In short, the answer is likely no. As with most things however, there’s usually a BUT. There are certain regulations, requirements and conditions that must be met should a local Building Control Inspector pay your new conservatory a visit.
If you have extended your property in the past (regardless of what type of extension) first and foremost you may require planning permission due to using up your permitted development rights. In this case, seek out your Local Building Control officer and they will advise on a case by case basis.
The Local Authority dictates the rules enforced in your area. The rules mentioned below cover England and Wales. Scotland and Northern Ireland have variations which should be confirmed locally before proceeding with building a conservatory.
Conservatory Construction Check List
If you can say yes to all of the below, you stand in good chance of a passable conservatory build.
- A conservatory added to a side wall must be half of the width of the house, or less.
e.g. 4 metre wide house may have a 2 metre wide conservatory.
- Those living on “designated land” do not have the sidewall conservatory privilege. Designated land includes conservation areas, national parks and areas considered of outstanding natural beauty. All of the above areas are not permitted sidewall conservatories. If you reside in a listed property, you will also have additional obligations that you should check with your Local Authority before initiating conservatory construction works.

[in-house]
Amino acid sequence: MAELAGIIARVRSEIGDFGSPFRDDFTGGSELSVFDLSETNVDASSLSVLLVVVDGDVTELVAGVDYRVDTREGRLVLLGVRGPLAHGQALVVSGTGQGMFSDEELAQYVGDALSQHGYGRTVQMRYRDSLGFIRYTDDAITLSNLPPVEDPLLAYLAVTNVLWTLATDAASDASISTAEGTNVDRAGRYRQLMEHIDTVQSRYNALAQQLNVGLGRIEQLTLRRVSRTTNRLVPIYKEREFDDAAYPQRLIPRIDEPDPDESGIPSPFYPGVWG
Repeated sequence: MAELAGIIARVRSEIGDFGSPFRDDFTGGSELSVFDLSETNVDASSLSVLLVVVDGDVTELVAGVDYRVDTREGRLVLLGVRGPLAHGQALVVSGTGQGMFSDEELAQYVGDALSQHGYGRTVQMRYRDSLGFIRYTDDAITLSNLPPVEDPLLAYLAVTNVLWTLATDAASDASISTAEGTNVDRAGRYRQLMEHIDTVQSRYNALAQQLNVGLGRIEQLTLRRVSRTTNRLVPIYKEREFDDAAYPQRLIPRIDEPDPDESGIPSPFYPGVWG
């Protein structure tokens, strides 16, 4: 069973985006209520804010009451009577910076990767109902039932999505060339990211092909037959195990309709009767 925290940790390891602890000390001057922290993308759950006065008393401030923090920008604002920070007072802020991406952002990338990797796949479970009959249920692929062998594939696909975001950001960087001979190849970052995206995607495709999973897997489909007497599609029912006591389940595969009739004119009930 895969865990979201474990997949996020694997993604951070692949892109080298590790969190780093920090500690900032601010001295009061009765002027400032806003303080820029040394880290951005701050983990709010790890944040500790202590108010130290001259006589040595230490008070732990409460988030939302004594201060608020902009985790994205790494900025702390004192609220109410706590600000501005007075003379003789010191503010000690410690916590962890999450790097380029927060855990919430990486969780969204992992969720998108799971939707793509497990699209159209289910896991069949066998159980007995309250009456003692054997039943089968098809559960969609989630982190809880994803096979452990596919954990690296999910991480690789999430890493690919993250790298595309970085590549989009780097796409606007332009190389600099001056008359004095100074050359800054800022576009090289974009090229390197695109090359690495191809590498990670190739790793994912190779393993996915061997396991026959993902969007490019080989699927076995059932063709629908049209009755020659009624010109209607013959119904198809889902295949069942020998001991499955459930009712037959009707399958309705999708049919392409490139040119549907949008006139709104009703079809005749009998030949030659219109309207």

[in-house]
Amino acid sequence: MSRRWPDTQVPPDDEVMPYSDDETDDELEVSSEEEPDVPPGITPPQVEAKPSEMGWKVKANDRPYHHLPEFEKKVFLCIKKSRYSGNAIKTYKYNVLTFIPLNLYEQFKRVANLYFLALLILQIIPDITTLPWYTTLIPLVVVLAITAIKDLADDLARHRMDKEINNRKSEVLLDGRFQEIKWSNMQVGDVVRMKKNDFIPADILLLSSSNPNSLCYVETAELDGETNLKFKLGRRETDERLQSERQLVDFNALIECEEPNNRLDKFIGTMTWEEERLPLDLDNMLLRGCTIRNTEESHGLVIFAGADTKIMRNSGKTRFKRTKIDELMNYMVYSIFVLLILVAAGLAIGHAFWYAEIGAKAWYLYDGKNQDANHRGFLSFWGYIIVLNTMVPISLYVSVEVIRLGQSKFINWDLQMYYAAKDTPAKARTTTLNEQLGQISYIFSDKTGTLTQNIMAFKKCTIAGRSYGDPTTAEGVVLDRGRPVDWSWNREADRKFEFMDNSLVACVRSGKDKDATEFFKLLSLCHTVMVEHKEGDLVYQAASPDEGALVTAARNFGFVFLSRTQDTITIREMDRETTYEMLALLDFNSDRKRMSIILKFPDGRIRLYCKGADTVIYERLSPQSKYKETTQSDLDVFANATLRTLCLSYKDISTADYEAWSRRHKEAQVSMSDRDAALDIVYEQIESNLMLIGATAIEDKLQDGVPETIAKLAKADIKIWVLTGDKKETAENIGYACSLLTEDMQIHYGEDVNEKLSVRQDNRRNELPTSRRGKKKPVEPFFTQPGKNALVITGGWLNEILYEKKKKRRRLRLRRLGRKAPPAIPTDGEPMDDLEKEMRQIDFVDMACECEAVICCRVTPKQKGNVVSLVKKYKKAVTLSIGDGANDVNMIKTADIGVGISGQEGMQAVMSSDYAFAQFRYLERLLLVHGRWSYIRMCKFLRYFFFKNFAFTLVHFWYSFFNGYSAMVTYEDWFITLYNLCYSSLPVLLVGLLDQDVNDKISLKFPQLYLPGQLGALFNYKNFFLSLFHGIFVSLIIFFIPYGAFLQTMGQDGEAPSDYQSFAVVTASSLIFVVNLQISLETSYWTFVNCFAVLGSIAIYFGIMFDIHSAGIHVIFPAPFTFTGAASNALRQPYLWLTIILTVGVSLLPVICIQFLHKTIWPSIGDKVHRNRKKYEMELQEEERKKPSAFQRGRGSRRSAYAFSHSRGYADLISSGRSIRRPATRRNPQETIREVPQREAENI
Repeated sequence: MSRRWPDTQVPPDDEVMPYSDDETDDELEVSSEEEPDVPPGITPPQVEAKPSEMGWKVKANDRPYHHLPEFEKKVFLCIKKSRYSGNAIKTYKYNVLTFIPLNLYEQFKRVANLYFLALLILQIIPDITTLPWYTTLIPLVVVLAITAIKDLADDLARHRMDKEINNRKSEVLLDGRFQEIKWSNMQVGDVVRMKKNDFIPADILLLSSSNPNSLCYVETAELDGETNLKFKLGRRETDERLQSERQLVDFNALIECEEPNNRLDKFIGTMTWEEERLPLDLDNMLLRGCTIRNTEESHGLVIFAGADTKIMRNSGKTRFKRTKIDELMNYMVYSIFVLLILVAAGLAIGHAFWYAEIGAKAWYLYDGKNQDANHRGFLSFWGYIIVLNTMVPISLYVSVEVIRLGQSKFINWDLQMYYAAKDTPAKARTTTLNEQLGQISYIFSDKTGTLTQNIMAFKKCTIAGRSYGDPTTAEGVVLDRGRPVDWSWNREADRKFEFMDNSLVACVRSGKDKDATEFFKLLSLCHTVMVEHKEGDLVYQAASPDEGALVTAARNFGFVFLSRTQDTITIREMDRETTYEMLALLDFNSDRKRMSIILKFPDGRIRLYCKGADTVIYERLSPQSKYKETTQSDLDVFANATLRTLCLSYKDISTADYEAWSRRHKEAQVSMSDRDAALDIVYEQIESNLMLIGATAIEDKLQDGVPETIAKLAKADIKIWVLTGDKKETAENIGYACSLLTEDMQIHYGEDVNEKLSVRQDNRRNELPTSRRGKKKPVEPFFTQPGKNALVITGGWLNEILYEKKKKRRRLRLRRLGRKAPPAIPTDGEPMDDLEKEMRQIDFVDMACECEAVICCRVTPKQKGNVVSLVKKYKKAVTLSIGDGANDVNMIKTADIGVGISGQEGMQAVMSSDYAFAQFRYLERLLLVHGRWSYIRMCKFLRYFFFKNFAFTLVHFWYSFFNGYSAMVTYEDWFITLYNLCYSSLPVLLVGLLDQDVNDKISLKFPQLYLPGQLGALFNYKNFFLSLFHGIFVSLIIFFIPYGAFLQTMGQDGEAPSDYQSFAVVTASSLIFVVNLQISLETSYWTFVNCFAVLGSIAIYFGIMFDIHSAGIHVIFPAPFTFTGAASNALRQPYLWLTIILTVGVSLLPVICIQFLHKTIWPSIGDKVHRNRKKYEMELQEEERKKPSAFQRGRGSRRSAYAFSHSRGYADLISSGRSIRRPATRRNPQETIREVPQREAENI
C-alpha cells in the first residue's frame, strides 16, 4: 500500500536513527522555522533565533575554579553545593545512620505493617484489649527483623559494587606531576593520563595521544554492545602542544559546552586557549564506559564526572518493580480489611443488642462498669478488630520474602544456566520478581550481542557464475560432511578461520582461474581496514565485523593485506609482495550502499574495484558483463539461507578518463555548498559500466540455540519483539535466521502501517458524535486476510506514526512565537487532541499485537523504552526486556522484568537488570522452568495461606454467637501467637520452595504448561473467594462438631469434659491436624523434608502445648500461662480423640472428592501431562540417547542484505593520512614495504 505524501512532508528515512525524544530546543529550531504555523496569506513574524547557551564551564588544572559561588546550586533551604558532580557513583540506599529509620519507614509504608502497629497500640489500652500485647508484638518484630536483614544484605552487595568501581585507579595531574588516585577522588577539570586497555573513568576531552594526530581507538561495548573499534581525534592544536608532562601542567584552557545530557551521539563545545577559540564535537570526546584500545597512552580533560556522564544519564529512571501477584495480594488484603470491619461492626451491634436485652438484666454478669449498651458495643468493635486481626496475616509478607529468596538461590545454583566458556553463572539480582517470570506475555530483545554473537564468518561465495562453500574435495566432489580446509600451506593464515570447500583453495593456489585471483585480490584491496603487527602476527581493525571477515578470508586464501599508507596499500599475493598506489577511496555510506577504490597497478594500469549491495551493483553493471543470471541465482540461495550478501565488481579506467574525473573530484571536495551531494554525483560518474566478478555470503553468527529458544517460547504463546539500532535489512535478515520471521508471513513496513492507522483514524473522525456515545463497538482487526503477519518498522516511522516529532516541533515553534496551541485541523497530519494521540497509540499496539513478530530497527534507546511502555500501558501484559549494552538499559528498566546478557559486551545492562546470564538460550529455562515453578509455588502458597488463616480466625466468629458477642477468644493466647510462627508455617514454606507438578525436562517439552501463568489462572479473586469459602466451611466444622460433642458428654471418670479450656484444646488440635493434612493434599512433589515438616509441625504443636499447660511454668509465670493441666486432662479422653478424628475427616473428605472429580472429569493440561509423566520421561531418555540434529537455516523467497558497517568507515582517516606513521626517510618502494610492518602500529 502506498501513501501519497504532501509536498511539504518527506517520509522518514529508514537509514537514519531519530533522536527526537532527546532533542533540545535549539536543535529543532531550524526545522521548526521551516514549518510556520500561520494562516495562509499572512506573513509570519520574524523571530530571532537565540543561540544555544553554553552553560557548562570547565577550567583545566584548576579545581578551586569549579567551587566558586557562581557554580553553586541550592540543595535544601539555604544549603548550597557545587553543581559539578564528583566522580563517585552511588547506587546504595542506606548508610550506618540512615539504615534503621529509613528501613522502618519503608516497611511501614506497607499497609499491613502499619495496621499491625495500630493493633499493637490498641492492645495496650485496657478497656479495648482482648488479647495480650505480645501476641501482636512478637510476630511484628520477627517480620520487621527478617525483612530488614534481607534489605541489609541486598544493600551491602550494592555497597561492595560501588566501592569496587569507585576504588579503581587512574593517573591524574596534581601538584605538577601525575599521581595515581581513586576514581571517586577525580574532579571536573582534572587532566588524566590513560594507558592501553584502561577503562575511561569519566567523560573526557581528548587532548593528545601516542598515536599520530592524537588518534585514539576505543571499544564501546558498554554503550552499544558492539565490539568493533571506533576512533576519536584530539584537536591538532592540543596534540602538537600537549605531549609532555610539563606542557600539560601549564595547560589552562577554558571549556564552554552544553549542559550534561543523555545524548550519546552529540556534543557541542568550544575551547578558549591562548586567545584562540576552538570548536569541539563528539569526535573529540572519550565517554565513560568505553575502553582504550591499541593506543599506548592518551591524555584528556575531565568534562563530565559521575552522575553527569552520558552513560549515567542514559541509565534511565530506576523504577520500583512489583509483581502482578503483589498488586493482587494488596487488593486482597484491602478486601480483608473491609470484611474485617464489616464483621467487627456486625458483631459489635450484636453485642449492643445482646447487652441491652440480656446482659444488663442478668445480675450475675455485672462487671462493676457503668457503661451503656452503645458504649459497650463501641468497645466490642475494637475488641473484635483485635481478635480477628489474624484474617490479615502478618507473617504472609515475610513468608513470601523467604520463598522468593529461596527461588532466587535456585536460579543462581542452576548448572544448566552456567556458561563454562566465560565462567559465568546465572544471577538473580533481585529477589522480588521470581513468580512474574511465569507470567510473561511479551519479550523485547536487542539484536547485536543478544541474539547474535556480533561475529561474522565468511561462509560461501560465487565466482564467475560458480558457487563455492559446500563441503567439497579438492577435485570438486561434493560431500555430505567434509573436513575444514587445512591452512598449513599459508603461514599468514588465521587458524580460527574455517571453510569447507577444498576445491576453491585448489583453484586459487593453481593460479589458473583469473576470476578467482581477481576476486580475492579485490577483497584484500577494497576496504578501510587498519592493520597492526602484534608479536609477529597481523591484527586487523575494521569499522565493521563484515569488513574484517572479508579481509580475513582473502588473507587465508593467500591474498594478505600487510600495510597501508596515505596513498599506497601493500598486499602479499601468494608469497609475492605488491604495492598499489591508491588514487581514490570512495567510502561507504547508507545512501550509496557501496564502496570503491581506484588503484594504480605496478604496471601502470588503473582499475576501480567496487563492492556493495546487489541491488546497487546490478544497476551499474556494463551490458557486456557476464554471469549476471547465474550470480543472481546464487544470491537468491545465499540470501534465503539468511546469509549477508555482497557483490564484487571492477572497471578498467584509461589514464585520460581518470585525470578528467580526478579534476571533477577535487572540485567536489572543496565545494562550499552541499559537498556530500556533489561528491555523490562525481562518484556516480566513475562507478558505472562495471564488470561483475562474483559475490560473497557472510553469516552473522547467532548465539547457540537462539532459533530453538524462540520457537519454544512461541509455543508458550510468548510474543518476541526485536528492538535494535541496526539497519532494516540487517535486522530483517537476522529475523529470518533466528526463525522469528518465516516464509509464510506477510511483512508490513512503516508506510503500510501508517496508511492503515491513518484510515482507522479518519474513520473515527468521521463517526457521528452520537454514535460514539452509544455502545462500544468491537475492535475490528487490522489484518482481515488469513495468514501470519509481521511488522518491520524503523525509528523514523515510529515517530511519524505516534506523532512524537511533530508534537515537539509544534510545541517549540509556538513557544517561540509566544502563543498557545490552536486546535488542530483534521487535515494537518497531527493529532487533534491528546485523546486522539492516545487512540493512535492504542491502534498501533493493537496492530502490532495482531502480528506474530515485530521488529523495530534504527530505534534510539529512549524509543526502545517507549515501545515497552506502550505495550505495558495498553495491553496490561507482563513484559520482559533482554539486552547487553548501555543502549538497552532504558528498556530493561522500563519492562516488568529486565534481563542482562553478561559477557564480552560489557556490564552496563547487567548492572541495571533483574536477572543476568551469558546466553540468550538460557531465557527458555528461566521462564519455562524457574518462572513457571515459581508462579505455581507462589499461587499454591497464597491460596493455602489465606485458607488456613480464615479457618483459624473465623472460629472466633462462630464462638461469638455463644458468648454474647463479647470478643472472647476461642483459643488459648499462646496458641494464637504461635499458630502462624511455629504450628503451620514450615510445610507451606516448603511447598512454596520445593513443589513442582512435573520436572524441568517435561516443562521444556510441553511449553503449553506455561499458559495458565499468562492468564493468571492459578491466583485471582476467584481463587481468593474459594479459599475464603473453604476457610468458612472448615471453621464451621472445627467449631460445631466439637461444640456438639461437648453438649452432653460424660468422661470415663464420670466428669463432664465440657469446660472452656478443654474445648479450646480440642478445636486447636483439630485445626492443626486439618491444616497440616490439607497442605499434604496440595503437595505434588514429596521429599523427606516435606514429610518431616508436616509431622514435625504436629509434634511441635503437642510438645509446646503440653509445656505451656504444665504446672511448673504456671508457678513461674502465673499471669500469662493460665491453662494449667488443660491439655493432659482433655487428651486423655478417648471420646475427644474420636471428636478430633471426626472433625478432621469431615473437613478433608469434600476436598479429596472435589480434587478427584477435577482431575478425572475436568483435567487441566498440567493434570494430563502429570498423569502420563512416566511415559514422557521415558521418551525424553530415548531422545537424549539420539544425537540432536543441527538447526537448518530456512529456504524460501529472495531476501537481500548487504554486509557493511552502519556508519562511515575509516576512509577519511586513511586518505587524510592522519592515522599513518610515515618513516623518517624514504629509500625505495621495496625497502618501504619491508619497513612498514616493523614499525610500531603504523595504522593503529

- A new conservatory (and any other extensions) must not take up more than 50% of your outdoor land. You should count sheds and other outhouses as part of this when working out the 50% rule.
e.g. If you have 10 metres2 of outside land, and you have a medium sized shed of 3 metres2, your conservatory would have to be a limiting 2 metres2 to comply!
- A single storey conservatory can have a maximum height of 4 metres. This applies whether it is attached to a rear wall or side wall.
e.g. A conservatory (with no upper floor) cannot be any taller than 4 metres. At this height it may well mean it could obstruct upstairs windows, but alas, 4 metres is the maximum height allowed.
- You cannot attach a conservatory to the front of your property if it is facing a highway.
e.g. If you live in a field then you could probably add a conservatory to the front of your property. On the other hand, if you live on a public street, you cannot.
- If you live in a detached house, a conservatory added to a rear wall must be no longer than 4 metres. Those in a semi-detached / terrace can have a maximum length of 3 metres.
- If there is not a 2 metre space between your conservatory and your boundary / fencing (this 2 metre rule is determined by the direction your conservatory protrudes from your building) then the guttering / eaves cannot exceed a height 3 metres.
e.g. A conservatory affixed to the rear wall of your property must have a gap of 2 metres between it and the bottom of the garden. If there is not a 2 metre space, the conservatory eaves (guttering level) cannot be set higher than 3 metres.